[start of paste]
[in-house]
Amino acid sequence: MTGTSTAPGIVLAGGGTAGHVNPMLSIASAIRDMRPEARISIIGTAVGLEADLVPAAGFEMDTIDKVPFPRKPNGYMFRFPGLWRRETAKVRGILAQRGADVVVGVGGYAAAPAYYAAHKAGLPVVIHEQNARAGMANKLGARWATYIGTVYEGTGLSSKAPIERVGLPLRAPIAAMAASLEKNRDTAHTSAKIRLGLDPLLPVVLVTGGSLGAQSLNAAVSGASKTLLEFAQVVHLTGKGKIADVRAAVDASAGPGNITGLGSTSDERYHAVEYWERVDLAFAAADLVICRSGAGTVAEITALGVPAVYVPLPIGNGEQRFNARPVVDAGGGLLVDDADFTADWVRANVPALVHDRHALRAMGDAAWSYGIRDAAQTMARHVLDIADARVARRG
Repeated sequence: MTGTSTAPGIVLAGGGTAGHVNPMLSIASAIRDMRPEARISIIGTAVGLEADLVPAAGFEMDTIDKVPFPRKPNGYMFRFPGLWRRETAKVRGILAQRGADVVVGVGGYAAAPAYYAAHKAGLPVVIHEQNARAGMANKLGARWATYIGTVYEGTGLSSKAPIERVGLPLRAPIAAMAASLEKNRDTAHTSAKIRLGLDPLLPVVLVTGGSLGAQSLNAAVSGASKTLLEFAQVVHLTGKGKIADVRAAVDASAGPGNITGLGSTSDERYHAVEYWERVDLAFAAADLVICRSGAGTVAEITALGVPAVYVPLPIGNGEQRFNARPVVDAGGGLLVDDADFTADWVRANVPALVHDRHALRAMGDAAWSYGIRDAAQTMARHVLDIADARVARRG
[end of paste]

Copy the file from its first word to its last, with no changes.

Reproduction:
[in-house]
Amino acid sequence: MTGTSTAPGIVLAGGGTAGHVNPMLSIASAIRDMRPEARISIIGTAVGLEADLVPAAGFEMDTIDKVPFPRKPNGYMFRFPGLWRRETAKVRGILAQRGADVVVGVGGYAAAPAYYAAHKAGLPVVIHEQNARAGMANKLGARWATYIGTVYEGTGLSSKAPIERVGLPLRAPIAAMAASLEKNRDTAHTSAKIRLGLDPLLPVVLVTGGSLGAQSLNAAVSGASKTLLEFAQVVHLTGKGKIADVRAAVDASAGPGNITGLGSTSDERYHAVEYWERVDLAFAAADLVICRSGAGTVAEITALGVPAVYVPLPIGNGEQRFNARPVVDAGGGLLVDDADFTADWVRANVPALVHDRHALRAMGDAAWSYGIRDAAQTMARHVLDIADARVARRG
Repeated sequence: MTGTSTAPGIVLAGGGTAGHVNPMLSIASAIRDMRPEARISIIGTAVGLEADLVPAAGFEMDTIDKVPFPRKPNGYMFRFPGLWRRETAKVRGILAQRGADVVVGVGGYAAAPAYYAAHKAGLPVVIHEQNARAGMANKLGARWATYIGTVYEGTGLSSKAPIERVGLPLRAPIAAMAASLEKNRDTAHTSAKIRLGLDPLLPVVLVTGGSLGAQSLNAAVSGASKTLLEFAQVVHLTGKGKIADVRAAVDASAGPGNITGLGSTSDERYHAVEYWERVDLAFAAADLVICRSGAGTVAEITALGVPAVYVPLPIGNGEQRFNARPVVDAGGGLLVDDADFTADWVRANVPALVHDRHALRAMGDAAWSYGIRDAAQTMARHVLDIADARVARRG